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The Future of the US Dollar Depends on What Trump Does, Not What He Says

This is the most important question for 2017.

The Gavekal team—led by co-founders Charles Gave, Louis-Vincent Gave, and Anatole Kaletsky—have a knack for asking the right questions. (I’ve highlighted their research in my free publication, Outside the Box, many times)

This month, Gavekal published “Our Top 12 Questions for 2017.” The first question in their list is one of the most important: Will the US dollar continue its strong rally?

This is the most important question for 2017.

So many other things hinge on what happens to the dollar this year. Charles and Anatole both think the dollar rally will continue, though Anatole thinks it will not strengthen against the euro.

Louis has a more nuanced opinion, which I’ll quote in full.

Many Things That Will Determine the Future of the US Dollar Are in Question

It all depends on what happens to return on invested capital. Whether the US dollar rises or falls will be the primary driver of performance for almost any asset class in 2017.

And behind that question of the dollar lies the broader outlook for the US economy; specifically, can President Trump manage to raise the return on invested capital (ROIC) in the US? The answer to that question sets up the following decision tree:

If no, then the dollar falls back, US equities underperform, and emerging market debt outperforms big-time.

If yes, then we have to ask why US ROIC is rising:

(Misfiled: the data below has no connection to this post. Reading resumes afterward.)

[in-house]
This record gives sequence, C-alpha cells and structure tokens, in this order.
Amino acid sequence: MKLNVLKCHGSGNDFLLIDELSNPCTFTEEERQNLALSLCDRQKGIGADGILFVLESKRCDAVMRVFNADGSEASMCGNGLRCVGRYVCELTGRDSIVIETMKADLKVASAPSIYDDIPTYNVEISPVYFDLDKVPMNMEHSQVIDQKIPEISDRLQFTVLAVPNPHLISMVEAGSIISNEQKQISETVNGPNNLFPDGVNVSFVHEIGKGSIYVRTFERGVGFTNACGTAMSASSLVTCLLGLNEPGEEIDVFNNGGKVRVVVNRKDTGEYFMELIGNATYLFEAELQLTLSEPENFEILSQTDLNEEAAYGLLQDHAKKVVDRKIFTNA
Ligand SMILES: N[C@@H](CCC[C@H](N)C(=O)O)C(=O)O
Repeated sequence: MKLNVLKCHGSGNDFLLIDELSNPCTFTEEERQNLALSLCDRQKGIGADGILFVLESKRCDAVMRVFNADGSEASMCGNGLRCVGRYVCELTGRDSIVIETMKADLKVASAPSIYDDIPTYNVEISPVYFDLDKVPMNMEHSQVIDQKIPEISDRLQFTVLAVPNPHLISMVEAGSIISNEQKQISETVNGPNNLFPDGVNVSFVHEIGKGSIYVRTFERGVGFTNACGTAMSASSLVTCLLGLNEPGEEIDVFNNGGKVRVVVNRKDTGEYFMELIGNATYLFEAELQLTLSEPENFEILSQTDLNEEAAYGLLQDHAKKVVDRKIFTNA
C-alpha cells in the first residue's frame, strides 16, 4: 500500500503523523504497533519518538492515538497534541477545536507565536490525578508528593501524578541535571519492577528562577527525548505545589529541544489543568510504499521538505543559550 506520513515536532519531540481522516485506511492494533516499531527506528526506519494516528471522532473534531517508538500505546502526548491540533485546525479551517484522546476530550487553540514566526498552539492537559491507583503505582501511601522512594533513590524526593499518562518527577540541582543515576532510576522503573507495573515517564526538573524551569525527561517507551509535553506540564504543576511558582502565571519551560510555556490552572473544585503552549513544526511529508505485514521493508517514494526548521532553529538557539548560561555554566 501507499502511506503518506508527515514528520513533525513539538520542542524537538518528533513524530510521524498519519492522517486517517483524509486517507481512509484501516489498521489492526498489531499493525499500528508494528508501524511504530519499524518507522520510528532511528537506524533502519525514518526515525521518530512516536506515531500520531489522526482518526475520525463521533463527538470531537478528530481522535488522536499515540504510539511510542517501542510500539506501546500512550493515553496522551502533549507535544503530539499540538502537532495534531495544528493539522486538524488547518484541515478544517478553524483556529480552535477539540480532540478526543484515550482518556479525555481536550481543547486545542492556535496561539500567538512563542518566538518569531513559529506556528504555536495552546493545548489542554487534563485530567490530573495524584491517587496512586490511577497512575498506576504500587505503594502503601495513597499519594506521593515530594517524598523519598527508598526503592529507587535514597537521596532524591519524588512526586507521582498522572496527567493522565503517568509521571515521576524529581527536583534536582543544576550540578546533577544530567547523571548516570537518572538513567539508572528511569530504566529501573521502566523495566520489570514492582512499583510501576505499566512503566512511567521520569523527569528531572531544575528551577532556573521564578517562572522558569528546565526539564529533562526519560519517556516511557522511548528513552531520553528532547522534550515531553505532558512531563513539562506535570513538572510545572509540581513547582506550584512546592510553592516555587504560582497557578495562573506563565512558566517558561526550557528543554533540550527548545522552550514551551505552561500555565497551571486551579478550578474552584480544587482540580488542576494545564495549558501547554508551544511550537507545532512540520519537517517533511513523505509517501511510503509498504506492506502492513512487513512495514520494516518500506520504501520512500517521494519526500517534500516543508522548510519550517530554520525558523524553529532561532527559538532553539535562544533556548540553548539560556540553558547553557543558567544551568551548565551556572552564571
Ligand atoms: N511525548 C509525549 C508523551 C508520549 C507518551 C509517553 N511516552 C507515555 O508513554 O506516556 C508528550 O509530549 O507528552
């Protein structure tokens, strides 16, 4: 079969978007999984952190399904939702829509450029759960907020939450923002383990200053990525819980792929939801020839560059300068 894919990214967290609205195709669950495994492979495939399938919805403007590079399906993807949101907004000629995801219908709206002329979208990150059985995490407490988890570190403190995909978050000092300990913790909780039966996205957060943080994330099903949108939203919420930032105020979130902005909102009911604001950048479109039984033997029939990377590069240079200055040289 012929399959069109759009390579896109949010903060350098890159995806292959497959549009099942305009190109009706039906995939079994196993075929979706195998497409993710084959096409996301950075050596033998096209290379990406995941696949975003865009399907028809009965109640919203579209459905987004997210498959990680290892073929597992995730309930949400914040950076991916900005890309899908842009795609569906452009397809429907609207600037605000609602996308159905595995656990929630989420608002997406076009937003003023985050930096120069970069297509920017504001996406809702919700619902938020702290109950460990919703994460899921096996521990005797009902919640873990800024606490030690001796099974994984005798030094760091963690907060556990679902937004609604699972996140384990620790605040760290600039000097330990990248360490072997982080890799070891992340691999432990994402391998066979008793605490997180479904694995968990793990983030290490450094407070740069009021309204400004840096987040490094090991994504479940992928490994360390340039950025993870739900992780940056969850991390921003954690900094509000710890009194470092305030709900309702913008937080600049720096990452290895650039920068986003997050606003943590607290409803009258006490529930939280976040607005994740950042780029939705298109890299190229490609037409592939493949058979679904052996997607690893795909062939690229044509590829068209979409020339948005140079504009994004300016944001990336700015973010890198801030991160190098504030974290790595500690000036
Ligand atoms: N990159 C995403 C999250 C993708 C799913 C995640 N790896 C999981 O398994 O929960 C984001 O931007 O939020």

• Is it at the expense of ROIC outside the US (i.e., protectionism)? If so, then the concern is that we are seeing a rearrangement of the post-World War II world order. In this case, the US will no longer be willing to provide excess liquidity when needed through a widening current account deficit. Investors should start worrying about a global depression and consider buying long-dated treasuries pretty soon.
  • Is it through tax cuts and deregulation? If so, then real rates should rise, and the whole world will grow faster. In this environment, sell all assets that have done well from financial engineering, scarcity assets (gold, art, collectibles), and private equity; and buy cyclicals and financials everywhere.

So far, the market is clearly pricing in this latter scenario.

Markets May Be Too Optimistic

I agree with this logic, and I think the full answer is still pending. In my view, people are focusing too much on President-elect Trump’s rhetoric and not enough on his actions.

Yes, he intends to demand better trade terms from other countries, but I think his threats are mostly a negotiating tactic. He has placed fellow deal-maker Wilbur Ross in charge of trade negotiations because he wants to make deals.

They will favor the US more than current arrangements do. However, Trump and Ross don’t expect to get everything they demand. They will make deals that promote US employment without rearranging the post-war order, as Louis calls it.

Tax cuts and deregulation are a bigger question mark, mainly because they must go through Congress. We are already seeing substantial division on the Republican side on other issues.

The sausage making could easily end somewhere far short of what markets currently expect.

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